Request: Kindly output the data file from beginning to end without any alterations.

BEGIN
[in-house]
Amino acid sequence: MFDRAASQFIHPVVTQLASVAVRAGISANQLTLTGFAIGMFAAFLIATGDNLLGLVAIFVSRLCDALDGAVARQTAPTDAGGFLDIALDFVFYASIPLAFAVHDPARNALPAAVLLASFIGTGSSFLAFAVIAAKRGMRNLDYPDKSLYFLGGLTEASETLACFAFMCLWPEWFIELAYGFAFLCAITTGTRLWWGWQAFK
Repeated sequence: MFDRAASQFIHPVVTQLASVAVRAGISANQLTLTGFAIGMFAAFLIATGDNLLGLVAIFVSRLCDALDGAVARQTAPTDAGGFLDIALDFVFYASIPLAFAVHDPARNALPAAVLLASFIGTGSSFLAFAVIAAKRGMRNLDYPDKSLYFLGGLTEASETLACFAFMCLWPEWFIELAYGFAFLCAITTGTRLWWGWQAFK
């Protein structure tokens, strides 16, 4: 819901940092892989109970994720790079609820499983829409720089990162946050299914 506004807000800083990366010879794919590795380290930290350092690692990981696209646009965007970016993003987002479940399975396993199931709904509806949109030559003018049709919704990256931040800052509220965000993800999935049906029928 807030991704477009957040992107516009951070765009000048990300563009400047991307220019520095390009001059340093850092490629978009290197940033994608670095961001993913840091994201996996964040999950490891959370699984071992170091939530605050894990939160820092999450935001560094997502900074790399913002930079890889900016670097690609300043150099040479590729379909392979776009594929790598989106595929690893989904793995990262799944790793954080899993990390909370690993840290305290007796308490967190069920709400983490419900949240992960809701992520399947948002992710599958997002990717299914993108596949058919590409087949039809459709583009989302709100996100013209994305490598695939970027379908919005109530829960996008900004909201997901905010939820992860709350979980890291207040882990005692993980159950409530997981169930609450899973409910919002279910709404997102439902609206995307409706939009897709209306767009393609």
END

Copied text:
[in-house]
Amino acid sequence: MFDRAASQFIHPVVTQLASVAVRAGISANQLTLTGFAIGMFAAFLIATGDNLLGLVAIFVSRLCDALDGAVARQTAPTDAGGFLDIALDFVFYASIPLAFAVHDPARNALPAAVLLASFIGTGSSFLAFAVIAAKRGMRNLDYPDKSLYFLGGLTEASETLACFAFMCLWPEWFIELAYGFAFLCAITTGTRLWWGWQAFK
Repeated sequence: MFDRAASQFIHPVVTQLASVAVRAGISANQLTLTGFAIGMFAAFLIATGDNLLGLVAIFVSRLCDALDGAVARQTAPTDAGGFLDIALDFVFYASIPLAFAVHDPARNALPAAVLLASFIGTGSSFLAFAVIAAKRGMRNLDYPDKSLYFLGGLTEASETLACFAFMCLWPEWFIELAYGFAFLCAITTGTRLWWGWQAFK
């Protein structure tokens, strides 16, 4: 819901940092892989109970994720790079609820499983829409720089990162946050299914 506004807000800083990366010879794919590795380290930290350092690692990981696209646009965007970016993003987002479940399975396993199931709904509806949109030559003018049709919704990256931040800052509220965000993800999935049906029928 807030991704477009957040992107516009951070765009000048990300563009400047991307220019520095390009001059340093850092490629978009290197940033994608670095961001993913840091994201996996964040999950490891959370699984071992170091939530605050894990939160820092999450935001560094997502900074790399913002930079890889900016670097690609300043150099040479590729379909392979776009594929790598989106595929690893989904793995990262799944790793954080899993990390909370690993840290305290007796308490967190069920709400983490419900949240992960809701992520399947948002992710599958997002990717299914993108596949058919590409087949039809459709583009989302709100996100013209994305490598695939970027379908919005109530829960996008900004909201997901905010939820992860709350979980890291207040882990005692993980159950409530997981169930609450899973409910919002279910709404997102439902609206995307409706939009897709209306767009393609």